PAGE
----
The NPS needed a truck that could perform well off-road, including the most remote areas of the Florida Everglades. The truck would need to offer at least 66 inches of clearance below the seats, feature the largest tires possible and house a LS1V8 engine. Finally, it would need to house the necessary equipment required for fighting fires and implementing prescribed burns. Other than that, BTF had the freedom to dream up the rest of the truck, and they set out to create a one-of-a-kind, dependable vehicle.
BTF Vice President James Schofield and fabricator Jey Clegg designed the vehicle, with a focus on making it easy to maintain. The truck’s design started with a slip-in tank, which would hold the motor, pump, hose, foam injection, water storage and a draft hose that could directly connect to another truck, fire hydrant, or just straight into a pond or lake.
The fire truck has a Turbo 350 transmission, Atlas transfer case, four-link suspension, 2½ ton Rockwell axles and 49-inch Irok tires. The engine is a 410 horsepower turnkey LS1.
"Project Fire Truck"
Racing for Innovation
While many project builds have been exciting and memorable for the BTF team, Carner remembers his favorite project vehicle fondly — building the shop’s first car for King of the Hammers. The race, which takes place in the Johnson Valley, Calif. desert, is considered one of, if not the, toughest off-road race in the world.
The build was both fun and painful for the BTF crew as it was the first “go fast” car they built. The learning curve was steep with many late nights and weekends spent working away in the shop.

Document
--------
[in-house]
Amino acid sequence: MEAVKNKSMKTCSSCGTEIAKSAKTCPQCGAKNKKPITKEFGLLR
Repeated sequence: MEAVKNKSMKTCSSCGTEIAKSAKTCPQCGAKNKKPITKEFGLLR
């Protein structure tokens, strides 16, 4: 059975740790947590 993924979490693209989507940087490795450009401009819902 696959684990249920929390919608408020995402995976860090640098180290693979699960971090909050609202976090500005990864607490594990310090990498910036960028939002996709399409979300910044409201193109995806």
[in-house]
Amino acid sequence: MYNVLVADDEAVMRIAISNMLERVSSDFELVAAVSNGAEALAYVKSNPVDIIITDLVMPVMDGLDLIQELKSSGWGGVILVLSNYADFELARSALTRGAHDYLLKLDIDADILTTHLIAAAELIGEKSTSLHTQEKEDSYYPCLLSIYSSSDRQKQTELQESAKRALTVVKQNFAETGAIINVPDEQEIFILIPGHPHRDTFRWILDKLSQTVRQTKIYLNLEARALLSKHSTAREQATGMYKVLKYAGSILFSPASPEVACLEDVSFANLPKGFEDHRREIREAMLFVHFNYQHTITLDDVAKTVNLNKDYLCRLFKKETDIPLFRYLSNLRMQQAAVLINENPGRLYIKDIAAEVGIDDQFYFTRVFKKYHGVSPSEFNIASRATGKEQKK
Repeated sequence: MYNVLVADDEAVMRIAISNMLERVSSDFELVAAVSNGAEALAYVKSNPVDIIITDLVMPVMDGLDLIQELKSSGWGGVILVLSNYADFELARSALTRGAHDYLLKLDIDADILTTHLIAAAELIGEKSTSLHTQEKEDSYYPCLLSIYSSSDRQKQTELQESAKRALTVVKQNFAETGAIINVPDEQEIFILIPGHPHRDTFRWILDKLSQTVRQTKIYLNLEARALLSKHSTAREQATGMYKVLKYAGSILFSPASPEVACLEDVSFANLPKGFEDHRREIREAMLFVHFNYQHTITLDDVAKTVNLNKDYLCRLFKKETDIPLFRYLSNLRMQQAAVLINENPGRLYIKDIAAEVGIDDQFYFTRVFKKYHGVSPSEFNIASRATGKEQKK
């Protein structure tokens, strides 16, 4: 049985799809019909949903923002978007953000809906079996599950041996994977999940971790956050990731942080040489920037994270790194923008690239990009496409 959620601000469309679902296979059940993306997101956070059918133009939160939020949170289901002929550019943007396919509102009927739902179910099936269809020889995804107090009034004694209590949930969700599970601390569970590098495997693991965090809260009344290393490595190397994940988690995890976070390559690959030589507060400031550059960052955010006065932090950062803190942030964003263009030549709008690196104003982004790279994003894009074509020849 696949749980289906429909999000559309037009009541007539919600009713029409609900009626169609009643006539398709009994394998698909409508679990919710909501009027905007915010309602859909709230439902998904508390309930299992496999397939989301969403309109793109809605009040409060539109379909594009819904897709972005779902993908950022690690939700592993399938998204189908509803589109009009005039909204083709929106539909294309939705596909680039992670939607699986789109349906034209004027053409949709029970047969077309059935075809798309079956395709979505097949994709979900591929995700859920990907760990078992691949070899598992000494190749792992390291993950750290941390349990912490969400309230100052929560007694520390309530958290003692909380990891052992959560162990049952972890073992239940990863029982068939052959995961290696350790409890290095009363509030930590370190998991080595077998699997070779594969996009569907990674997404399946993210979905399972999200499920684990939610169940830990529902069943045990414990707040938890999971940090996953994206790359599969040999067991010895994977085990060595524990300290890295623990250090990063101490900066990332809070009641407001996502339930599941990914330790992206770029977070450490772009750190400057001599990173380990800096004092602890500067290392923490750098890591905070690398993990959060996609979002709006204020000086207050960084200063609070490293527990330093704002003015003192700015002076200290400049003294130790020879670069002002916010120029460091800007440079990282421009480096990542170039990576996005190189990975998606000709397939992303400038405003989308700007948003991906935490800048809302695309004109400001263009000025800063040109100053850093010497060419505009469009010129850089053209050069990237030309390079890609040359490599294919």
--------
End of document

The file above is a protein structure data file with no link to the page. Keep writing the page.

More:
“At one point, we wanted to be done so bad that we all said we wouldn’t shave until we finished the build. I wish I had pictures to see how big our beards were…” says Carner with a laugh.
King of the Hammers is part of the Ultra4 Series, meaning all cars must be capable of four-wheel drive, as they compete in a variety of terrains like endurance desert racing and rock crawling. First held in the 2007, the race takes place every February and features more than 150 teams and spectators catching the action live and online. In 2010, only 43 of the 100 vehicles finished within the 14-hour time limit.
“When we finally loaded it up and headed west, it was the exhilaration of, ‘Man, look at what we just created together.’ A lot of people don’t get to feel that emotion,” says Carner. “And then to get to race it … well, there’s no better satisfaction than that.”
BTF participates in a variety of racing events, including King of the Hammers, Best in the Desert Series, Ultra4 Series, ECORS and Snore. The combination of rock crawling and desert racing has forced Carner and the rest of the team to be more innovative when they build and race the vehicles as well as manufacture new parts. Carner sees racing as a fun and useful way to create and test his own products, as well as test other products out on the market. In addition, the team provides on-site welding assistance and parts to fellow racers at the events who, without their help, may be forced to drop out of the race.
“The things that car did for the shop … It was something different from what we’ve ever done before, it was innovative. It had stuff on the car that people said couldn’t be done.”
The build featured an inventive steering setup and -24 cooling lines. And Carner and the BTF team say they will continue to do what many in the industry say “can’t be done.”
Their latest groundbreaking idea? The steering on a new car, which will have a solid axle with a hydro rack.
BTF looks forward to another 10 years of innovation — creating more project vehicles, better project vehicles — which also leads to new product development in the industry. Miller looks forward to watching what they come up with next!
Want to know more about “Who Uses Blue” to get the job done? Visit our Racing, Customizing, Restoring page on MillerWelds.com to access more information on Blue Torch Fabworks and other partner bios, features, videos and automotive tech tips.
BTF "Project KOH" at the KOH start line